How safe are the links that your favorite search engine fetches? A study conducted by McAfee’s SiteAdvisor service can help you find the answer. Releasing an update to its report on “Safety of search engines,” the Santa Clara, California-based security company stated that the overall safety risk to search engine users has come down (though marginally).
Excerpt from a detailed report on earthtimes.org:
“McAfee studied the five major United States search engines — Google, Yahoo!, MSN, AOL, Ask — which account for 93 percent of all search engine use. To conduct the study, McAfee analyzed the first 50 search results returned by each search engine for 2,300 popular keywords. The keywords were selected from lists like Google Zeitgeist and Yahoo! Buzz, among other industry sources. Each result was compared to McAfee SiteAdvisor’s Web safety database of 8.2 million site safety ratings. Red ratings are assigned to sites found to offer adware, spyware, viruses, exploits, spammy e-mail, excessive pop-ups or strong affiliations with other red sites. Yellow ratings are given to sites which merit some caution before use. The data for the study was analyzed in May 2007. The study was co-authored by Ben Edelman, noted spyware researcher and an advisor to McAfee SiteAdvisor.”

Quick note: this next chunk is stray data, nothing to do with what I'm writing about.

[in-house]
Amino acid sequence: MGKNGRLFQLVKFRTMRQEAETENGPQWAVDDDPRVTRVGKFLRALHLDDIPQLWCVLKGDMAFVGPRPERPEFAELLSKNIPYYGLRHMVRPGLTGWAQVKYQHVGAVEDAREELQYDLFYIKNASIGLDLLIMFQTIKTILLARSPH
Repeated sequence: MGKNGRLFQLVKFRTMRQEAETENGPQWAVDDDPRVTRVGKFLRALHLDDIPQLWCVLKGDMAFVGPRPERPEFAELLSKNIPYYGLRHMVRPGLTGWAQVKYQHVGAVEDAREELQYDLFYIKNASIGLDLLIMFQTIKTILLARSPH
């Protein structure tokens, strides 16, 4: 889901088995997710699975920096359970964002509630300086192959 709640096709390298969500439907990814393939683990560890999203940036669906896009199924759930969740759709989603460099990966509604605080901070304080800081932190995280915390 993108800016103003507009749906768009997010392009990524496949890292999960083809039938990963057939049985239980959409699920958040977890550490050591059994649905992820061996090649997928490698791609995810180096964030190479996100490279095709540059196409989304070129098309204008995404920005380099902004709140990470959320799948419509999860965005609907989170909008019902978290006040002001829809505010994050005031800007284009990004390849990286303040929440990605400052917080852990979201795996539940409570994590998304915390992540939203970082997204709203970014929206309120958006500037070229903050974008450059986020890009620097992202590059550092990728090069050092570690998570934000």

Major spotlights include:
- About 4 percent of search results from any engine lead to sites deemed risky, that’s down from 5 percent a year ago
- Sponsored results significantly more risky than non-sponsored results
- Dangerous search terms – “screensavers,” “Digital music,” “tech toys,” “chat,” and “wallpaper.” And file sharing lingo like “Bearshare,” “limewire,” “kazaa,” and “winmix.”
- Scam sites constitute 3.2 percent of all sponsored listings
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